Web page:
Ichiro Suzuki not ready to retire: 'I think I'll just die'

By Ron Clements 30 March 2017
Ichiro Suzuki not ready to retire: 'I think I'll just die'

Ichiro Suzuki may be 43 years old, but he is ready for his 17th MLB season and is not expecting to step away from the game anytime soon.

He's rarely taken any time off, telling the Miami Herald he hasn't taken a vacation since a week-long trip to Italy over 12 years ago.

When it comes to facing his eventual retirement, Ichiro said he might play until he's 50.

"Nobody knows what the future holds," Ichiro told the Herald. "But the way I feel, how I’m thinking, I feel like nothing can stop me from doing it.

"When you retire from baseball, you have until the day you die to rest," he said, before adding, "I think I’ll just die."

After appearing in 143 games last season, hitting .291 while collecting 95 hits in 327 at-bats, Ichiro will have a more limited role this season with the Marlins. With 81 hits, Ichiro will move past Hall of Famers Rod Carew, Rickey Henderson, Craig Biggio and Dave Winfield for 20th all-time and 86 hits would move him ahead of Alex Rodriguez for 19th all-time. 

Since breaking into MLB with the Mariners in 2001, Ichiro has 3,030 hits and ranks 24th on the all-time MLB list. He made a name for himself while playing for the Orix BlueWave of Japan's Nippon Professional Baseball League.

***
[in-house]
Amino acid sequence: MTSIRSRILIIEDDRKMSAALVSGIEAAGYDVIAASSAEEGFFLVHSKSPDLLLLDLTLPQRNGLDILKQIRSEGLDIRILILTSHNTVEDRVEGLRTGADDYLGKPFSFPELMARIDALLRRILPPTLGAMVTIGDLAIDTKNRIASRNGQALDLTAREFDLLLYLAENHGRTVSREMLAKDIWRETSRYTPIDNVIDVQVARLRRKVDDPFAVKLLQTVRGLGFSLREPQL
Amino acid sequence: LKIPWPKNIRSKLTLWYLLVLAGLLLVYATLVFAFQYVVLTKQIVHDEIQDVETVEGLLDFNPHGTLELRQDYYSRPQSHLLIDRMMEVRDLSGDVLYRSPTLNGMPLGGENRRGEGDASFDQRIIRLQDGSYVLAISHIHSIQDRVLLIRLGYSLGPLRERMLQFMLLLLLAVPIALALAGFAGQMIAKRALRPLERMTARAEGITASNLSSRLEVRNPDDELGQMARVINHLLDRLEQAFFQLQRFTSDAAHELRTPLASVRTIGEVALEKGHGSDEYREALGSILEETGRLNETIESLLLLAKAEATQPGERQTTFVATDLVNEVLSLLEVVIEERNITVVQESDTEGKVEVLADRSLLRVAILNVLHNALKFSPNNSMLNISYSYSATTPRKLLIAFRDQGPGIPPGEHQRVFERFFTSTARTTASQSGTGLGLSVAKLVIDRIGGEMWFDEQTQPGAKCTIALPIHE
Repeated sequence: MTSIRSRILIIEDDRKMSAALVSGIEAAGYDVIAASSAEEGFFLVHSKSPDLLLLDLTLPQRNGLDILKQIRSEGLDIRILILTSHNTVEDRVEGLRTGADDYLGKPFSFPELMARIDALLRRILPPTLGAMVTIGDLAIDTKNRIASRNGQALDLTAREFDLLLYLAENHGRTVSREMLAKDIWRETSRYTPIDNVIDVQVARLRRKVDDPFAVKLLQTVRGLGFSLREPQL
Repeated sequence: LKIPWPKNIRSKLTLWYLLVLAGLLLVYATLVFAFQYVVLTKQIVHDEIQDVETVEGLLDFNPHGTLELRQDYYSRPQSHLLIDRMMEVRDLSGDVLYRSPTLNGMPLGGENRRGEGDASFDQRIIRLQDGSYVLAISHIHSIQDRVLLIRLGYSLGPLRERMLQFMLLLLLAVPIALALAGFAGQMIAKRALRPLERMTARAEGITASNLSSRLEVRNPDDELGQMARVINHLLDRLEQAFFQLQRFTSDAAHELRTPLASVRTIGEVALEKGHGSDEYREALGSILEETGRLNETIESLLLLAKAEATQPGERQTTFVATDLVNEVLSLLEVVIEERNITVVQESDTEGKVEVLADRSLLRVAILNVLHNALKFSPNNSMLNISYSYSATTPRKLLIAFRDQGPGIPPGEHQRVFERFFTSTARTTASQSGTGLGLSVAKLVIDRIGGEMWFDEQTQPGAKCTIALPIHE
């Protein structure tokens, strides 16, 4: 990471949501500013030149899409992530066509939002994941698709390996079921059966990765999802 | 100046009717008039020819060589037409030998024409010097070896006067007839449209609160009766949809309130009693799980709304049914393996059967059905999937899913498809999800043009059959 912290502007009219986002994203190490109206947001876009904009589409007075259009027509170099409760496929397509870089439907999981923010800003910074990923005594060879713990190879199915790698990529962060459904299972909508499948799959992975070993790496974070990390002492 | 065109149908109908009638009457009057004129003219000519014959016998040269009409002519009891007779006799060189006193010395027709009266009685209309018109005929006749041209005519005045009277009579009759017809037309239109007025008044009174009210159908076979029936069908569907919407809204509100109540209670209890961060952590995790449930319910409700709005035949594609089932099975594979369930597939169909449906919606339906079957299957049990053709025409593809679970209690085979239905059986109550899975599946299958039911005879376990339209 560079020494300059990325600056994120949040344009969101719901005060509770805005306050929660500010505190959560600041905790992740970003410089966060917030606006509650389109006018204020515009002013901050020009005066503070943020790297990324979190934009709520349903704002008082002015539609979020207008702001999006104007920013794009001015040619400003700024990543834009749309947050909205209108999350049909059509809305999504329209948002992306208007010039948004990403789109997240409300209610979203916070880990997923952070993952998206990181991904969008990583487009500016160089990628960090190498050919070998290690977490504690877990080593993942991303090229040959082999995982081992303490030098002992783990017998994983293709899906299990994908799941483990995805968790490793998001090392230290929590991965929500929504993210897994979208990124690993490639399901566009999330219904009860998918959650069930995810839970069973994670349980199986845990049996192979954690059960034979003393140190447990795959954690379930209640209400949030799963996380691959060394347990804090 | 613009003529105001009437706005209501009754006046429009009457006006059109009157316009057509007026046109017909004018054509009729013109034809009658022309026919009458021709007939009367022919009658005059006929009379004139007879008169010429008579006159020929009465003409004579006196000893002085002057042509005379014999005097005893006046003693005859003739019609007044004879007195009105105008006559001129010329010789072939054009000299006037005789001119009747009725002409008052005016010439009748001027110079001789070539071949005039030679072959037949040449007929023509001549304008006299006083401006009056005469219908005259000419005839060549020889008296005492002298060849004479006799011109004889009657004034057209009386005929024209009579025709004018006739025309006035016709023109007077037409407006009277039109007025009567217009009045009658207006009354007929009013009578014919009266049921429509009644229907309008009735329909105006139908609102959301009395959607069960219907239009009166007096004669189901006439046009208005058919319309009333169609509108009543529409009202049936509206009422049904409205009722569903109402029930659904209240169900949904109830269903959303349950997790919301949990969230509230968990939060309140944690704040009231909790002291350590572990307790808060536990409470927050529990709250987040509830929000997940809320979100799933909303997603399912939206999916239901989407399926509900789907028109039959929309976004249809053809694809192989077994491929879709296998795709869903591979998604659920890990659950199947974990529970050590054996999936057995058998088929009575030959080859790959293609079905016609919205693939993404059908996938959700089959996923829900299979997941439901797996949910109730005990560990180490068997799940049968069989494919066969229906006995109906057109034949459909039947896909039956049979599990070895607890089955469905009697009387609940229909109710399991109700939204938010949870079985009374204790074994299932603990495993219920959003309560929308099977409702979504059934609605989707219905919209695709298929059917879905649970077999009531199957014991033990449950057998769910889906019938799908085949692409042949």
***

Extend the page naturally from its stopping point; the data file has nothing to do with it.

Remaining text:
He was the league MVP three times and a seven-time All-Star in Japan, where he led the league in hits five times and was the batting champion seven times with seven Golden Gloves. 

The 5-11, 170-pound outfielder didn't slow down in MLB, making the All-Star game 10 times and winning 10 Gold Gloves. He had an immediate impact as the the American League MVP and Rookie of the Year in 2001, when he led the league with 242 hits and a .350 batting average while swiping a league-high 56 bases. 

Ichiro set an MLB record in 2004 with 262 hits and holds the MLB record for most consecutive seasons with at least 200 hits with 10. 

He was traded to the Yankees in 2012 and joined the Marlins for the 2015 season. 

His combined 4,308 hits between the NPL and MLB are the most-ever by any professional baseball player. And he'll keep adding to it as long as he can.

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Ron Clements

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